I finished the cleaning of the crankcase today. The main bearings have been worked on in earlier years, as proved by the self-fabricated shims. Installing the crankshaft will be a job of patience with prussian blue and more shims. I also found a valve seat cutter set and am now after a valve grinder. Regards Marcel Distribution side The oil is supplied into the pressure header in the bottom of the picture. From there it goes to the 4 holes from where the oil can drip into the trays in the oilpan, the scoops on the conrod take the oil from there. There are also 3 connections to the main crankshaft bearings. Homemade shim on one of the upper bearing halves.
  14. Hi Steve You should consider the stepped liner, it is a little more work but much less risk to get stuck halfway. Instead of a flange you could put in a thin ring between block and case. I remember you writing 'nothing like a good challenge' in the Dennis thread, no doubt you have one here! Best regards Marcel
  15. A friend of mine fitted a self-fabricated dry liner in an old Tangye engine. Instead of having the same wall thickness over the whole length, he gave it different diameters, the smallest on the bottom side. That way he didn't need to press it all the way in. Of course, the bore has be stepped as well but that is not too difficult. Regards Marcel
  16. Hi all Thought I'd share a pic of our Fordsons. The F is a 1923 model in very good original condition but not running yet, built in the USA. The Standard N is a 1940 model built in the Dagenham factory. It had some ignition problems but I've sorted out those. Now even my 7 yr old son can start it: Best regards Marcel
  17. Cel

    WW1 Peugeot

    They only charged me € 10 for the date attestation, the other documents and manual were free. I also became a member for € 49 which gives me several advantages like free entry to the museum. Marcel
  18. Cel

    WW1 Peugeot

    The documentation from the Peugeot museum arrived today! I now know officially that I have a 1504 truck that left the Sochaux factory on the 21st of June 1916. From 1914 to 1916, 1597 trucks of the 1504 type have been built. Here are some pics, they have also sent me an operator's and maintenance manual. All the best! Marcel
  19. Don't know whether a belgian with a French truck is allowed but if so, count me in! Marcel
  20. Looking good so far! Is it an option to weld up the dents and grind/machine them down to original specs? Marcel
  21. Cel

    WW1 Peugeot

    Not too much news on the restoration. But I received a phone call from the Peugeot museum in France today. I had met this people last week at the Avignon motor festival in France, and they were very interested. I sent them a mail with the serial number and they officially confirmed that my truck left the factory in 1916. They have some documentation that they will send me. No spares left... If you are interested in old Peugeots you should become a member of the museum, they still can supply a lot of info. I will visit the museum later on this year before we start building the wood body as they have one there that I can take measurements from. I'll post the details as soon as I have received the documentation. All the best Marcel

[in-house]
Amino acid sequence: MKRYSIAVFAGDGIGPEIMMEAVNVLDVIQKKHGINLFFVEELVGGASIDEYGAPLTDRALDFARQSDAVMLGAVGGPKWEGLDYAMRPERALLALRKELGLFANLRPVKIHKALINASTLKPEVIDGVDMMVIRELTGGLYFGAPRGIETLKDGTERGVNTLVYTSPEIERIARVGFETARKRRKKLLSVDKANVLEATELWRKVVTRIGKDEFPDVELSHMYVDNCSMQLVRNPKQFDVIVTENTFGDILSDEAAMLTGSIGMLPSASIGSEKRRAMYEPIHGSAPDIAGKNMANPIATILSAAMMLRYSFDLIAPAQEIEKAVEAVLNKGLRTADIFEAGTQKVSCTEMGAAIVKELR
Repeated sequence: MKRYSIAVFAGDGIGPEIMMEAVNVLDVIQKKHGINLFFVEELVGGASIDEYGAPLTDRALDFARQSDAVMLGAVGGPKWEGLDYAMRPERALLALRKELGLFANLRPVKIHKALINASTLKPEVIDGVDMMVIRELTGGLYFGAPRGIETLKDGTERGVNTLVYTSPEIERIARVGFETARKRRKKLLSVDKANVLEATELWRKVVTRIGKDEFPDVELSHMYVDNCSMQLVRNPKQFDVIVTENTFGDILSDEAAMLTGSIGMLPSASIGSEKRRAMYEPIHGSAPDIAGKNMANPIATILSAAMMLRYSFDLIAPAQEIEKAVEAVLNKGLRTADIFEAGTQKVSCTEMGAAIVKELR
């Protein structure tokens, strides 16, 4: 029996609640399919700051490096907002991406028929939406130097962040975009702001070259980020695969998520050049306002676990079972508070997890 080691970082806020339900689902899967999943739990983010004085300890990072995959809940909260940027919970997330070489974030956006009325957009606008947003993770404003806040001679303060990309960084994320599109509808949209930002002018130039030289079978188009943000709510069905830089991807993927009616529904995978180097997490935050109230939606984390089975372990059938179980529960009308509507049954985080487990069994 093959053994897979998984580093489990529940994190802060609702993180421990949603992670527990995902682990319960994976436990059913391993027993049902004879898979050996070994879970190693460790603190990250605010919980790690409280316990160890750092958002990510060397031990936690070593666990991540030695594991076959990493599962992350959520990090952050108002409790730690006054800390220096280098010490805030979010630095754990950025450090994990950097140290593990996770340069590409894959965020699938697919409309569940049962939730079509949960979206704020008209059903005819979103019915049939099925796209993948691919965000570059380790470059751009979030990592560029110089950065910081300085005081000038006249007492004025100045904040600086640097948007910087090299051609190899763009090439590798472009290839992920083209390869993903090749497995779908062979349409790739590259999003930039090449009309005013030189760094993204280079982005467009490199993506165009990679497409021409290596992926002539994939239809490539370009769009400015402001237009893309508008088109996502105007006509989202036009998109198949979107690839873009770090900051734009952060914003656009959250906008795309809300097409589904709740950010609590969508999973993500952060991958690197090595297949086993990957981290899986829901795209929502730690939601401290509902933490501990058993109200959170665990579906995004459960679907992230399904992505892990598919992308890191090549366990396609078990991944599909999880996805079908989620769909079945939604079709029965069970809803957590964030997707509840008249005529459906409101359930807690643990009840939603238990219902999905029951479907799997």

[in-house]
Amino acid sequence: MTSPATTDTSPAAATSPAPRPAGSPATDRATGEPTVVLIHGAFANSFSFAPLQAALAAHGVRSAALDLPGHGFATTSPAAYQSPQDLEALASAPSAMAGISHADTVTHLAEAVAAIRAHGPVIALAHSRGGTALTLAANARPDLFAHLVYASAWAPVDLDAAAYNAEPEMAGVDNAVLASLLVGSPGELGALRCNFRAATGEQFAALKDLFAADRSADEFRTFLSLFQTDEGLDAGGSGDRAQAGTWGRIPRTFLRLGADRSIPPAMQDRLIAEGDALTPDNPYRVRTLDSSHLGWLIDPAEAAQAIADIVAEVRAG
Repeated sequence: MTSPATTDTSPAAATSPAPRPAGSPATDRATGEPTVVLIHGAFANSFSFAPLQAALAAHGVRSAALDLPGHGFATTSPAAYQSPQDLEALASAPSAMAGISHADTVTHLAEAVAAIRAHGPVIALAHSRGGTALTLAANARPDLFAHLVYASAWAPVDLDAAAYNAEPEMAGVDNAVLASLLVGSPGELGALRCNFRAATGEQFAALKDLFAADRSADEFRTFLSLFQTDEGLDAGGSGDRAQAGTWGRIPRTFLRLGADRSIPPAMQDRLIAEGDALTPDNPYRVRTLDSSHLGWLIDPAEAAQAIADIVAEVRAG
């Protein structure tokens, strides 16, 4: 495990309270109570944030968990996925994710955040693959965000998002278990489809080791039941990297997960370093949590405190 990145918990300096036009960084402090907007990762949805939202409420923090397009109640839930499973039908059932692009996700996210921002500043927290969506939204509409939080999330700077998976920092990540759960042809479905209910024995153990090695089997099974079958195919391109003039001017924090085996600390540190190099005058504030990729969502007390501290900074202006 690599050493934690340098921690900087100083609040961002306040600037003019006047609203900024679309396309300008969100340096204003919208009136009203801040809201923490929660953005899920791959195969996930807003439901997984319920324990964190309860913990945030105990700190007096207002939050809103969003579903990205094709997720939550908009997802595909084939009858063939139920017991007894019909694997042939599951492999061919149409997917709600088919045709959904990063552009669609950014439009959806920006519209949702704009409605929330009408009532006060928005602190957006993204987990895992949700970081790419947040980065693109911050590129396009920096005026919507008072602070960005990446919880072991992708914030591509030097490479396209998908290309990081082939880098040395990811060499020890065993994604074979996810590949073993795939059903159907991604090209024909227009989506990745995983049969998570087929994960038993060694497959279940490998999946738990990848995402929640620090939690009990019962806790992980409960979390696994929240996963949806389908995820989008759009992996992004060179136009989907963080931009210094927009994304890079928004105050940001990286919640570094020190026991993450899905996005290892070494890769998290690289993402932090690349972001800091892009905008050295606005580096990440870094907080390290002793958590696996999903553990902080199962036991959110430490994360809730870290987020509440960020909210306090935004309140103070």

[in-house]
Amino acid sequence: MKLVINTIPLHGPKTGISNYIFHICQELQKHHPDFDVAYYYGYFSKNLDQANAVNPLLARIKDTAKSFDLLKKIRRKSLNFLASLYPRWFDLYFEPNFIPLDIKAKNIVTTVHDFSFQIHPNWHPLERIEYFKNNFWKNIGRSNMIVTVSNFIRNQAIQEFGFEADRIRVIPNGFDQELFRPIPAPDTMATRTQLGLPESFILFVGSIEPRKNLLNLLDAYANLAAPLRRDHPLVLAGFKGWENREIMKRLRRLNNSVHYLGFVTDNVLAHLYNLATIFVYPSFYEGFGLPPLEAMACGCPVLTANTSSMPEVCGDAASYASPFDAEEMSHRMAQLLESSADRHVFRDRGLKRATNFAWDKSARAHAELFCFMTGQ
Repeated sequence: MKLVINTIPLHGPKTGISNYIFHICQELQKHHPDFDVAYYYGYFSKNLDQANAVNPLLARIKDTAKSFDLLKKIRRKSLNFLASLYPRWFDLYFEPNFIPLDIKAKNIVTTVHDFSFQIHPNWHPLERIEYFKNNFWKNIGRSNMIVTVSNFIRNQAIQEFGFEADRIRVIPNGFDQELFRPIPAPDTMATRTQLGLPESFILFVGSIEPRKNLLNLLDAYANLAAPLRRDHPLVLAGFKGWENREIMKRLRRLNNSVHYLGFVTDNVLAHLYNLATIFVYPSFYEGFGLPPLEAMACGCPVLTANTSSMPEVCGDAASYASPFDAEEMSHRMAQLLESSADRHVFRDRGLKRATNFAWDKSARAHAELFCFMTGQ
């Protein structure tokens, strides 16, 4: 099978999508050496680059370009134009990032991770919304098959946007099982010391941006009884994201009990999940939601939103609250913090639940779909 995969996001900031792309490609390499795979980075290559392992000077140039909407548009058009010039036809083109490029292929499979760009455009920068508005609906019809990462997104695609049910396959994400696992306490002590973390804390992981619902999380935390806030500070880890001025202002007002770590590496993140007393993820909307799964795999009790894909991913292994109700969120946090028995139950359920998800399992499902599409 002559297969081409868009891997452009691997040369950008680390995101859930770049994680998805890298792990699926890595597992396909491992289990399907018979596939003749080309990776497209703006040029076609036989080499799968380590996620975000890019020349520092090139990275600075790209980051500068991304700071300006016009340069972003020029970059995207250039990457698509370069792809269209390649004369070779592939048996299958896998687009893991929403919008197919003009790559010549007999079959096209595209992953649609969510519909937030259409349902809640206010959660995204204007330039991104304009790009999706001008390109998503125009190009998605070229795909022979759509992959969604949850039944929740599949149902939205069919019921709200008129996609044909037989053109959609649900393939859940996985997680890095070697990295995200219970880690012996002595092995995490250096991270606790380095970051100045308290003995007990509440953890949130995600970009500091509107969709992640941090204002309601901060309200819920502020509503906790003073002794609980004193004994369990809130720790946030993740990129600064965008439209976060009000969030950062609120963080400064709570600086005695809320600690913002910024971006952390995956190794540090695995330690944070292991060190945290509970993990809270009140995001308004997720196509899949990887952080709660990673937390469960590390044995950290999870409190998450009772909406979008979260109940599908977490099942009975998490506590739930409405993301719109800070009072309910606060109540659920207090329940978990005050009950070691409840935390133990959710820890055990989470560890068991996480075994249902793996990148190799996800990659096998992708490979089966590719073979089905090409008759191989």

22. Wheels look the same like this one but the axles not. It seems to me that very little is known about WW1 trailers, I am still hoping to find out more about my trailer which is believed to be WW1. http://www.g503.com/forums/viewtopic.php?f=28&t=192239 Marcel
  23. Cel

    WW1 Peugeot

    We now have all the bearings out and are looking to find new ones. They all have metric sizes but most of them are probably not standard anymore. 7 different sizes on a total of 10 bearings! You can see how the balls were dropped between the races. Also the center bearing of the camshaft came out, the four cams came off quite easily, new cotter pins will have to be made. The bores of some spacer rings are not not concentric with the outer diameter. Perhaps they were using steel pipes that they cut to length or was it the apprentice-in-a-bad-mood who made them? Regards Marcel
  24. Looking good! Amazing how the flywheel is attached to the crank by a rectangular flange. Just out of curiousitiy, what are the diameters of crankshaft, flywheel and bore? I guess the cams can be built up and reground, or you can make new ones and lock them in place. Regards Marcel
  25. I went looking to the ad again and he added that it might be a DUX chassis. However, the only picture of a Dux that I have seen was of a LO truck that had cast iron wheels and chain drive. The trailer is for sale as well, a better picture of it can be seen here: http://www.prewarcar.com/classifieds/ad62853.html Regards Marcel